What began life in 1951 as Kann’s Department Store, then in 1979 embarked on a second act as the nucleus of the Arlington campus of George Mason University, will not be making it to its 70th birthday.
The building, which has not been in academic use for years, is slated to be demolished beginning in early March, according to university officials. The razing, long in the works, will free up space for a major new facility on the 4.8-acre parcel in the heart of Virginia Square.
“Decommissioning” of the Kann’s building has begun, university officials said, in preparation for its razing.
In its place will rise the Institute for Digital InnovAtion, a 400,000-square-foot public-private-partnership building to be the centerpiece of a five-year, $250 million expansion effort that kicked off in June, designed to bring an additional 300 faculty and 1,000 students to the Arlington campus.
The S. Kann Sons Co. firm opened the $4.5 million Arlington outlet (its first in Virginia) at the corner of Fairfax Drive and North Kirkwood Road in November 1951. Its features included a restaurant called the Kannteen and a fully-stocked infirmary with nurse on staff. Miniature live monkeys, seen as giving the store a competitive advantage over its rivals, were on hand to greet customers in the early days.
The small department-store chain fell on hard times by the mid-1970s, with both the Virginia Square store and the D.C. flagship closing.
George Mason purchased the Arlington parcel in 1979, initially to house its law school. Paul Ferguson – an Arlington native, former County Board member and currently clerk of the Circuit Court who attended the Mason law school – is known to occasionally remark that he got both shoes for his first day of kindergarten and his law degree in the same building.
The university used the low-slung yet still slightly hulking building for other purposes, as well, including its School of Public Policy, before mothballing it in preparation for its eventual, and now several times delayed, demolition. By that point, a number of more modern Mason facilities had grown up around the Kann’s building on the Arlington campus.
The building, in some ways, is the Rodney Dangerfield of the neighborhood, getting no respect. Its Wikipedia entry stops in 2013 and its design is highlighted on a Website called Mid-Century Mundane (although, in fairness, that site says it only features the “most exciting” of the generally bland mid-20th-century architecture). There’s not even universal agreement on the name – it is variously spelled “Kanns,” “Kann’s” and (to a lesser degree) “Kann.”
In a 2011 inventory of historic buildings conducted by the Arlington government, the Kann’s site was included, but only as being of “minor” importance. The building is not on the Virginia Landmarks Register or the National Register of Historic Places (both honorific in nature), nor is it a standalone local historic district (which could give the county government some say over how, or whether, it could be redeveloped). Preservationists that have rallied to protect other buildings of similar vintage seem disinterested in doing battle on behalf of the Kann’s building.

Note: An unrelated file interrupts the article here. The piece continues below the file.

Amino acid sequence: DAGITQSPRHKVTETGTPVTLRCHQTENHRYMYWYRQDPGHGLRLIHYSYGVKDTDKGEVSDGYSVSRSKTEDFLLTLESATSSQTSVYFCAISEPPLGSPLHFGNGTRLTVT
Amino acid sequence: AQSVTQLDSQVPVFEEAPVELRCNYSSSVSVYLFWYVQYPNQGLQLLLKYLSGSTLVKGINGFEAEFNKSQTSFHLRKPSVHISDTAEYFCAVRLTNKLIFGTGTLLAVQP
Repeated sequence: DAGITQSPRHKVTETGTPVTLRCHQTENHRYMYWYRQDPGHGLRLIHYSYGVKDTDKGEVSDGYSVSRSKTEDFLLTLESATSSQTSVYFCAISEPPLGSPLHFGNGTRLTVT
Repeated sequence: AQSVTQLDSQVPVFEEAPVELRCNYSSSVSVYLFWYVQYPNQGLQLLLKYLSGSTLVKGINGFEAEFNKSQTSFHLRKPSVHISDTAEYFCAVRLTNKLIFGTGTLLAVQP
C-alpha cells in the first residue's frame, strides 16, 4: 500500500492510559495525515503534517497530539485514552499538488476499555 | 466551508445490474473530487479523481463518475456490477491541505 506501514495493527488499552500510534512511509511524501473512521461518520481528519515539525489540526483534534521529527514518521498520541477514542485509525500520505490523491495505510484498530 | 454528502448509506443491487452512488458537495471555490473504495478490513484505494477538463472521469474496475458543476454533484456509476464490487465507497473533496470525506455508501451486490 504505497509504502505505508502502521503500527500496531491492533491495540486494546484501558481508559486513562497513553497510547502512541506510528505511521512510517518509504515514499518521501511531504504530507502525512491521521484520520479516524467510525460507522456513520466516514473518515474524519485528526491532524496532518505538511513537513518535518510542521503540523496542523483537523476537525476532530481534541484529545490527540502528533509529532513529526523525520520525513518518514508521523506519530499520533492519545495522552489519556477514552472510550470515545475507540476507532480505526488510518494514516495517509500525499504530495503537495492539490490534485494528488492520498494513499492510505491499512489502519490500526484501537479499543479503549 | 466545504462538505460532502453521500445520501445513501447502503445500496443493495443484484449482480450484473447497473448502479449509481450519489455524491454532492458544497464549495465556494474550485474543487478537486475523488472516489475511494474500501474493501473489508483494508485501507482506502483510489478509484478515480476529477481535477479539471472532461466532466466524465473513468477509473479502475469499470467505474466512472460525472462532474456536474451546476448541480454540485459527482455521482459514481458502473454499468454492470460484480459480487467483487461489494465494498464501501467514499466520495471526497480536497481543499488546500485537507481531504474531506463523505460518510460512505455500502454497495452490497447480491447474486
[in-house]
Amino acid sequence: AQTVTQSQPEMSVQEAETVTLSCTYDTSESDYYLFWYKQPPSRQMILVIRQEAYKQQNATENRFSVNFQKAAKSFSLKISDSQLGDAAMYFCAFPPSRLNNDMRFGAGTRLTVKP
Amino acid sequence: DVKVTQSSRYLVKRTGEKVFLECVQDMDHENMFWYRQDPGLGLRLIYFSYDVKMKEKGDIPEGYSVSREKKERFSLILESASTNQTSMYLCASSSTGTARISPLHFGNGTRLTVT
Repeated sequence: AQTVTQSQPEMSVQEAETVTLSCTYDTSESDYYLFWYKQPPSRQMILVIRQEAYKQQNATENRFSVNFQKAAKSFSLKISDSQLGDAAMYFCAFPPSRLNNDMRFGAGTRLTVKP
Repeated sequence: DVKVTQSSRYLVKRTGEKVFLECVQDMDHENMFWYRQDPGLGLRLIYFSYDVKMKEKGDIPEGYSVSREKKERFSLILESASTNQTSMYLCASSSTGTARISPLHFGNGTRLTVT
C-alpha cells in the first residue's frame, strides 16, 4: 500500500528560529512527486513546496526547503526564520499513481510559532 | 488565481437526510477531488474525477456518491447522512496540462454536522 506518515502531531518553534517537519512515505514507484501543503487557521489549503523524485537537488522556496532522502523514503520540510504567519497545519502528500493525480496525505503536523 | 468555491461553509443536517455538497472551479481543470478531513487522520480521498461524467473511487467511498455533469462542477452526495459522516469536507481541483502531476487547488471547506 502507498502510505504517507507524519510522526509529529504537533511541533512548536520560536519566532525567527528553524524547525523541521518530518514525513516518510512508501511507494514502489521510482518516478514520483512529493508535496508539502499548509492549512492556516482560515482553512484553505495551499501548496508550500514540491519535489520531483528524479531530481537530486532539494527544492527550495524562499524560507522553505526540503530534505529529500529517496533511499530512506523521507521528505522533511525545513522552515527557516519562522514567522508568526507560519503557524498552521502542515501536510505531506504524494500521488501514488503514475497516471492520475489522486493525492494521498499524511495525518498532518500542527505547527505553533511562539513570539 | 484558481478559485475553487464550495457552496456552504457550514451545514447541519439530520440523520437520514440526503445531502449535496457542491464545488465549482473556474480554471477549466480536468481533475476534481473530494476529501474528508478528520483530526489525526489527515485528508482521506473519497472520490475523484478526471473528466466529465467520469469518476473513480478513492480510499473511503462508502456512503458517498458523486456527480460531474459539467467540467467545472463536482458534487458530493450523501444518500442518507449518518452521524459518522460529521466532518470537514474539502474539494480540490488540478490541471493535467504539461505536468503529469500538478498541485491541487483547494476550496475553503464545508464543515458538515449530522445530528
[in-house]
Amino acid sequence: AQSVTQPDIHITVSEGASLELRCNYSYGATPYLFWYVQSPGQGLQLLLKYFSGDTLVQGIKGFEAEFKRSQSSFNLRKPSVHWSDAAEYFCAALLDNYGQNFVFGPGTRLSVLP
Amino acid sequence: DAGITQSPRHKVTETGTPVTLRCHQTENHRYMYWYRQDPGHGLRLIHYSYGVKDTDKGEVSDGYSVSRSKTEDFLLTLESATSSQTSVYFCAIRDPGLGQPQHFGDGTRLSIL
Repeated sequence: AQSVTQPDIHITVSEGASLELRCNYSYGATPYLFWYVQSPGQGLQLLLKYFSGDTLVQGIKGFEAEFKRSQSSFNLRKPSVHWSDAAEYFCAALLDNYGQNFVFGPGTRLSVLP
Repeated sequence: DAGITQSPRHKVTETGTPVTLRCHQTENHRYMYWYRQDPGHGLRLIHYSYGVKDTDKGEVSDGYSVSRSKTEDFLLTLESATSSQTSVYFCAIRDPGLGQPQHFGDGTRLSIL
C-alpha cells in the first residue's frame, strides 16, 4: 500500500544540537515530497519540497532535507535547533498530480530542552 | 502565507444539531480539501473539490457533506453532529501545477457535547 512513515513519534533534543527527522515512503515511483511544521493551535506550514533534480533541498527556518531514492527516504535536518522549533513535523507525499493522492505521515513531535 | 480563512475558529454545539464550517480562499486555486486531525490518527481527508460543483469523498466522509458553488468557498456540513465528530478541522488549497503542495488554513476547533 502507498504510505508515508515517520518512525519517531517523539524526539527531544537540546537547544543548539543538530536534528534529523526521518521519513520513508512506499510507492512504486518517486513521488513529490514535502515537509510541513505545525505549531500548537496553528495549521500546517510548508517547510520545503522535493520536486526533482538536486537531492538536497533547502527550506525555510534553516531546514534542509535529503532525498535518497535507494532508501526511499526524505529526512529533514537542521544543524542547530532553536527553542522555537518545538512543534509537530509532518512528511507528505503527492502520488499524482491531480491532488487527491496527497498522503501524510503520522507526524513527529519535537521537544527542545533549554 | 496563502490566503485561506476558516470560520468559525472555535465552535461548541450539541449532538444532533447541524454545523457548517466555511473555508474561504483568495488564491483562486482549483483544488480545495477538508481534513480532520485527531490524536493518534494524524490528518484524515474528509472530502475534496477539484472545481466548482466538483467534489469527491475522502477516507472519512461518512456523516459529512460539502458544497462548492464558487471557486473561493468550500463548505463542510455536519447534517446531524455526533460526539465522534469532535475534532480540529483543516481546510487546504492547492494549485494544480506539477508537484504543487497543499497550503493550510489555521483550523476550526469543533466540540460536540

As its name suggests, the incoming InnovAtion facility (known by the acronym IDIA), has been conceived to provide students and researchers access to cutting-edge programming and coursework, including the university’s new School of Computing. The effort is part of a state-government initiative designed to produce an additional 25,000 computer-science graduates by the 2030s.
Completion of the building is slated for the fall of 2025. Mason expects to occupy about 60 percent of available space, with the remainder being leased to industry partners.
George Mason is in the midst of an effort to develop a long-range master plan for its various campuses, which could involve shifting programs around.
“The IDIA project is a perfect example of what the master plan seeks to promote: a highly flexible, community-centric facility which will maximize student experience, teaching and research related to the disruptive technologies we have yet to imagine in the future,” said Carol Dillon Kissal, senior vice president for administration and finance at the university.
Growing the Arlington campus also provides Mason with a chance to compete with institutions of higher education that have their own footprints in Arlington, the District of Columbia and other urban-core parts of the Washington region.
“We do think physical proximity [to Amazon and other high-tech operations now calling the region home] will continue to have significance,” said Lauralyn Lee of Lee Partners LLC, which is helping to guide the university’s master-planning process.
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